Therefore, it’s always best to use the highest leverage on offer to ensure you won’t run out of margin, then stick to a position size that allows you to continue trading in line without blowing past your stipulated risk.
Why Is High Leverage Discouraged?
High leverage is discouraged because it pushes traders struggling with discipline into risking too much money on positions. When traders can control their risk, high leverage is harmless and might help them achieve better results.
Most trading blogs and trainers preach against trading with high leverage because a small account holder will always be tempted to risk more money on each of their positions. Think about a scenario where you have a $100 account but have 1:2000 leverage. Your strategy might recommend only risking 1-2% per entry, but knowing that you can easily jump in with one full lot can lure you into destructive trading behavior.
Such a lack of discipline will make the trader jump into a trade with a standard lot, hoping to double their $100 account in ten ticks. What usually happens is that the ten ticks may end up happening in the wrong direction, leading to a blown account. Even trading five mini lots can blow the account in a 20-pip move.
Expert traders only look at the leverage on offer to ensure they’ll always have enough room for all their positions to move without a margin call. Once they’ve got the right leverage for that, they focus on taking the exact lot size recommended per position in line with their risk management.
Important Tips To Keep in Mind When Choosing Leverage
- All brokers don’t offer the same leverage. A quick search on broker review sites will show you that most brokers have different leverage limits. While some EU and American brokers only offer 1:30 or max 1:200, others in the AU or other offshore jurisdictions may offer up to 1:2000.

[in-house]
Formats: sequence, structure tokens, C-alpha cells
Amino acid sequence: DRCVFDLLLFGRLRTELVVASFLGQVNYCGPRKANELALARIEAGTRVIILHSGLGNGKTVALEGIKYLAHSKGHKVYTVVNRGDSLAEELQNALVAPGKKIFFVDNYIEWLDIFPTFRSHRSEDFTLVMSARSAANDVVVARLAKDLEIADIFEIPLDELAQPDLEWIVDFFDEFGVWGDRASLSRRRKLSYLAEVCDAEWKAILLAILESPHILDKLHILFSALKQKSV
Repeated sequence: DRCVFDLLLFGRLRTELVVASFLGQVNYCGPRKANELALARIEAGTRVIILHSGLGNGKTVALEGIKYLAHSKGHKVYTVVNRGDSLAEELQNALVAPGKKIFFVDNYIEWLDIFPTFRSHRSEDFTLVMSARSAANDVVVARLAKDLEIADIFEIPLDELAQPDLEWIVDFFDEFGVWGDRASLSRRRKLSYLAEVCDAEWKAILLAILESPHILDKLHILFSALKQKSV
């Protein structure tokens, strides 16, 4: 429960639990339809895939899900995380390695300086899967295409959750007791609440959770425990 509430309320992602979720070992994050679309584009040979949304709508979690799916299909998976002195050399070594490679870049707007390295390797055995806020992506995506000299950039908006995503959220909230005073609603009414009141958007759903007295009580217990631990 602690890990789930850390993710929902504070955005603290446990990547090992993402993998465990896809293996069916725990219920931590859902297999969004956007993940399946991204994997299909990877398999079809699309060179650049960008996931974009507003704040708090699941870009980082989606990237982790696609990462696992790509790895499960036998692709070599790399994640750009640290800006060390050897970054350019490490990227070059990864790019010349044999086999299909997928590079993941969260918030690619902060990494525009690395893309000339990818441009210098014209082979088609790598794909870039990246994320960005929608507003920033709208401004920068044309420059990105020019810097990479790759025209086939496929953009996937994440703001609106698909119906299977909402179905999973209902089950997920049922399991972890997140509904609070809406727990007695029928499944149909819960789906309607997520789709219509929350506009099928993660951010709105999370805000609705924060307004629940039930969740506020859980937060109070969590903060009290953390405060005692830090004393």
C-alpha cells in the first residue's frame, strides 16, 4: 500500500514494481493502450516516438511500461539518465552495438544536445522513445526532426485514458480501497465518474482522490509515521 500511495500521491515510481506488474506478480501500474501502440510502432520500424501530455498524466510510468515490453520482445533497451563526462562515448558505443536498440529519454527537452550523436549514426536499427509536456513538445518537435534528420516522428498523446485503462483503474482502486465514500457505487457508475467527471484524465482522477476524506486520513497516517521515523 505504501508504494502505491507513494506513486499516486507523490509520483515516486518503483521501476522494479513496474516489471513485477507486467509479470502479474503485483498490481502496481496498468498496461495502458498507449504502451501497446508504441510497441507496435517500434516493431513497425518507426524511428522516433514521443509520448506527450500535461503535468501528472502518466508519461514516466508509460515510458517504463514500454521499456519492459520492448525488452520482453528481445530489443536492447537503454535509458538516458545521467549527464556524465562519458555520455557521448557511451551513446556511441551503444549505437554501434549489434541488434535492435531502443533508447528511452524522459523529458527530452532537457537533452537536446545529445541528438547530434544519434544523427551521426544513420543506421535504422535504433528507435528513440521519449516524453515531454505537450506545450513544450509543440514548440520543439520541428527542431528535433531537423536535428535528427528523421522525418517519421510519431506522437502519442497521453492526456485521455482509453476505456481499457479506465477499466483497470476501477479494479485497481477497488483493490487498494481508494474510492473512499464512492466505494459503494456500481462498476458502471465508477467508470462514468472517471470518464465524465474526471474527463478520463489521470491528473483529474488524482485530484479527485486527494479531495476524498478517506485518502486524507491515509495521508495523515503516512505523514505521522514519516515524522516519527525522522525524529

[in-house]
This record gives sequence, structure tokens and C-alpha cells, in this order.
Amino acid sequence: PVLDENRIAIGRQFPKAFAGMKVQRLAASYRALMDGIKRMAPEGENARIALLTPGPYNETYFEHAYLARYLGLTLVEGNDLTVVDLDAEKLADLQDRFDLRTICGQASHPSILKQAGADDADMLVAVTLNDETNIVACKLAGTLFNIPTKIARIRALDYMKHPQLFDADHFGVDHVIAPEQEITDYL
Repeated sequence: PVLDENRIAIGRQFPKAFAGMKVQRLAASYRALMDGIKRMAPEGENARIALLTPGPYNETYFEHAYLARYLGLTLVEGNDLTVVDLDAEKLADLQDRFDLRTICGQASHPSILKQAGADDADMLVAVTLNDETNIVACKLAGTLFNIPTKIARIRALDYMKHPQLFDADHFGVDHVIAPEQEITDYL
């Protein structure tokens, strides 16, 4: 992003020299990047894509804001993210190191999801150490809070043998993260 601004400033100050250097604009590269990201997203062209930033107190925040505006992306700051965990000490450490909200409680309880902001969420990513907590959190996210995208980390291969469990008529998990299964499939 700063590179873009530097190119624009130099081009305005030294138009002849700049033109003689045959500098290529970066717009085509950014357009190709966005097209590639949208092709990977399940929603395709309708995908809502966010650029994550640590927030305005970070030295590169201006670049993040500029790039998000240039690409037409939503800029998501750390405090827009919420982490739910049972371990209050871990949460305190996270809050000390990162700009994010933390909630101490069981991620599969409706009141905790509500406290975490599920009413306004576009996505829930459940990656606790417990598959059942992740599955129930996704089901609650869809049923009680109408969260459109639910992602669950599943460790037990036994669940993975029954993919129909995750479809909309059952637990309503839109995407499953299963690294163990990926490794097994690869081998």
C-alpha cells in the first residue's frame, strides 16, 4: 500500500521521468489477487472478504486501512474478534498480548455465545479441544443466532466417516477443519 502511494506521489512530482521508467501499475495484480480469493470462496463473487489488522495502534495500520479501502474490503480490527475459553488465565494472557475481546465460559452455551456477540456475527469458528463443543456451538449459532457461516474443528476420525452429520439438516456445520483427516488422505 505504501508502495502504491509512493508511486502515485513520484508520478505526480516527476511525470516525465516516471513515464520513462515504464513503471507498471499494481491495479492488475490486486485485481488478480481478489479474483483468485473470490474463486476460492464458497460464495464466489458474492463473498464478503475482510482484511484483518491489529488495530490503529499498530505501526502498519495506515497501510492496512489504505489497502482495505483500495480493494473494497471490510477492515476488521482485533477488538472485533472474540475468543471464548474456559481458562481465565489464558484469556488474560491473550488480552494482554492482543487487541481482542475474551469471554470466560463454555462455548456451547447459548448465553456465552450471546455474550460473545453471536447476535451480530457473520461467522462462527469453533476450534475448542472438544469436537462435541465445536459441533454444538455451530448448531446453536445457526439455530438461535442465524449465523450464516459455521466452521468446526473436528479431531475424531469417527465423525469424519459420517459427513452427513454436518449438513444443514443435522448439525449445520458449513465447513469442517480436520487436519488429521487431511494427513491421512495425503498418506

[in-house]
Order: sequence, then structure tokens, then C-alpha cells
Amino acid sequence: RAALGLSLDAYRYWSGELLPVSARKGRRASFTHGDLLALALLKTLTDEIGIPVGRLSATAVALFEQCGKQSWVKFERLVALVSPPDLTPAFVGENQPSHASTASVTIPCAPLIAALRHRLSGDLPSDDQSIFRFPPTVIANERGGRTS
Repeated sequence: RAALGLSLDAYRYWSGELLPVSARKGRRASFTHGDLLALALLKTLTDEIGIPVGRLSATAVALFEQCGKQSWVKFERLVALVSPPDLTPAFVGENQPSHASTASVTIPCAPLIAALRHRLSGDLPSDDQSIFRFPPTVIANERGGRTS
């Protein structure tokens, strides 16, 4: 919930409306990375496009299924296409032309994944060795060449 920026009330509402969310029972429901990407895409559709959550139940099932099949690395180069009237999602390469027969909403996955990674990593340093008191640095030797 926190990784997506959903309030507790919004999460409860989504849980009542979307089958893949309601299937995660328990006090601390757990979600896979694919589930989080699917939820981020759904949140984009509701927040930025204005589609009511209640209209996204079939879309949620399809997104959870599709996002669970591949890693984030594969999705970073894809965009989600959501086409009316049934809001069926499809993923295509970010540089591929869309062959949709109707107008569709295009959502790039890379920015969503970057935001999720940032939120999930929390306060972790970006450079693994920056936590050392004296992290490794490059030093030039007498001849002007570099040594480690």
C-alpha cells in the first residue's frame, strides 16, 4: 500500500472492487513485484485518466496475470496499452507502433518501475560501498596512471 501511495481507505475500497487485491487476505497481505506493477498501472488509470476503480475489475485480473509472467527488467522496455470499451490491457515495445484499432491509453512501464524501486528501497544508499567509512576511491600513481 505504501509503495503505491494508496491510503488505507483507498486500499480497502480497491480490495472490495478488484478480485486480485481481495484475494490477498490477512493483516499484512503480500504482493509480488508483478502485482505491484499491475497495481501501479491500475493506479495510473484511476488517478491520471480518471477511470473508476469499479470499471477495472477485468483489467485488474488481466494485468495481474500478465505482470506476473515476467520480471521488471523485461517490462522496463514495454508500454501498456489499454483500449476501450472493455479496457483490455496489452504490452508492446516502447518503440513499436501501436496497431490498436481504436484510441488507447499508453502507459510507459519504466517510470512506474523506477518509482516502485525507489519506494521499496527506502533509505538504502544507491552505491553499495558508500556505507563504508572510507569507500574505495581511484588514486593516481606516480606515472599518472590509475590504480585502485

- Leverage doesn’t affect a broker’s reputation. Some traders erroneously believe that brokers offering high leverage are less trustworthy than those offering smaller leverage. That’s not always the case. Brokers that offer small leverage are only domiciled in countries with stricter controls on trading activities. Those offering high leverage may have lax regulations but still offer a good trading experience.
- Some brokers only allow leverage change under certain conditions. With some brokers, you can only change your leverage after closing all your positions. The frequency and ease of change also vary. While some allow you to change the leverage from your account dashboard anytime you want, some others only allow you to change your leverage a maximum of once a month and via email.
- Your leverage will be automatically adjusted as your account size grows. You can’t have the same leverage at all times with most high leverage brokers. Most of them automatically peg leverage at 1:100 for all accounts with equity above $100,000 and may drop it to 1:30 or less when the account equity grows to seven-digit sums.
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The best leverage for small accounts is one that allows you enough wiggle room for trade entries in line with your trading strategy and risk management. You don’t want to choose restrictive leverage that won’t allow you to take all the opportunities presented by your strategy.
If you’re still struggling with trading discipline, it’s best to calculate how much leverage you need to maintain safe risk management.
If you don’t have any issues staying disciplined and only risking 1-2% per trade (or any risk settings recommended by your strategy), it doesn’t matter if you choose 1:500 leverage or 1:2000.
BEFORE YOU GO: Don’t forget to check out my latest article – ‘Exploring Social Trading: Community, Profit, and Collaboration’. I surveyed 1500+ traders to identify the impact social trading can have on your trading performance, and shared all my findings in this article. No matter where you are in your trading journey today, I am confident that you will find this article helpful!